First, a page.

The 36-year-old actor came clean about his desire to be the best father possible in a new interview with GQ Australia for their May/June cover issue and revealed that it was the direness of his childhood upbringing that motivates him to be the very best at what he does.
“We had grown up with very little money,” Hemsworth said. “My parents struggled with bills and financial pressures and I thought if I’m an actor, I can get us out of it, I can take care of my family.”
Hemsworth — who has been a member of the Marvel Cinematic Universe since donning the hammer of Thor, the Norse god of thunder, in 2011 — has clawed his way to the top of the earnings chart when he became the second-highest-paid actor in 2019.
Sitting comfortably, the “Extraction” star, 36, is now putting more effort into being a family man than ever before to his children — twin sons Sasha and Tristan, 6, and daughter India Rose, 8 — whom he shares with wife Elsa Pataky, 43 — and for his work as an actor, Hemsworth admits that having to leave his family often takes a toll on him.
“Every job I’d take, every time I’d go off on these extended trips, it got harder and harder,” he told the GQ Australia. “For a little while you don’t think the kids notice and then you realize they do. I absolutely want to continue to make films that I’m proud of, but that can also wait.”
“Now what’s more important is my kids are at an age I don’t want to miss,” he added. “And I’d hate to look back in 20 years and go, ‘Right, let’s get to work as a parent’ and I’ve missed it all.”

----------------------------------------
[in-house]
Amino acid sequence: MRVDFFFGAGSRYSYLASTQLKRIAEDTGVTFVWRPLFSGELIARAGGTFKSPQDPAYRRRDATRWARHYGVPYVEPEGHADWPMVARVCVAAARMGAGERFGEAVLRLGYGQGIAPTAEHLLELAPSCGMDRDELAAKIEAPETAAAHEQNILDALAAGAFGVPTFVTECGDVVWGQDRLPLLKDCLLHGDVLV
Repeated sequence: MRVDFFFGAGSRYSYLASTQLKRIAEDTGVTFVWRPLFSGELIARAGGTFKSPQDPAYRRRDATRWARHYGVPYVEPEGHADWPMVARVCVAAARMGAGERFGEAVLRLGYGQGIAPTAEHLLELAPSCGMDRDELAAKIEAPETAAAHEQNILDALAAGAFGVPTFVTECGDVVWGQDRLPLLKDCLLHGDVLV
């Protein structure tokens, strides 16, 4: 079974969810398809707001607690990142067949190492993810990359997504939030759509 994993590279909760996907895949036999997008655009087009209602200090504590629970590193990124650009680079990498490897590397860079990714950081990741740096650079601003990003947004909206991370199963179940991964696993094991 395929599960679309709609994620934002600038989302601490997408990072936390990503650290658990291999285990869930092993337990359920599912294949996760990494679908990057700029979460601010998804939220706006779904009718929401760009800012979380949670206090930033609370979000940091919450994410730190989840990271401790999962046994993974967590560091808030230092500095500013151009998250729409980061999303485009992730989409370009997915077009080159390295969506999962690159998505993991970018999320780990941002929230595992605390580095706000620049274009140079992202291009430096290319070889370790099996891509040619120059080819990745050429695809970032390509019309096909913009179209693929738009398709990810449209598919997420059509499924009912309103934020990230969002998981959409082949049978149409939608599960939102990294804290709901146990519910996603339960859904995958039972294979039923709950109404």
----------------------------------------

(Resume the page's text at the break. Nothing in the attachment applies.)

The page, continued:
Chris Hemsworth and wife Elsa Pataky at the Hollywood Palladium in Los Angeles, Calif. on January 31, 2015.
Hemsworth and his family are currently holed up at their home in Byron Bay, New South Wales, Australia, amid the coronavirus pandemic and the “Avengers” actor didn’t shy away from the fact he isn’t quite as adept at homeschooling his children as he is at bringing a screenplay to life, describing the practice of teaching as “a feat in itself.”
“I get a kick out of it when they actually enjoy my movies. But there’s also an equal share of eye-rolls — I couldn’t be less cool in their eyes,” he said. “It’s nature’s way of telling me the truth. You can fall into a false sense of self-importance on a film set, where you feel you’re special, so it’s good to remind yourself that it’s not the case. And kids certainly drive that home.”
On Monday, he revealed to the Philadelphia Inquirer that the script for the delayed-yet-still-coming “Thor: Love and Thunder” was nothing short of being “pretty insane.”
“It’s one of the best scripts I’ve read in years,” he said. “It’s [director] Taika [Waititi] at his most extreme and at his best.”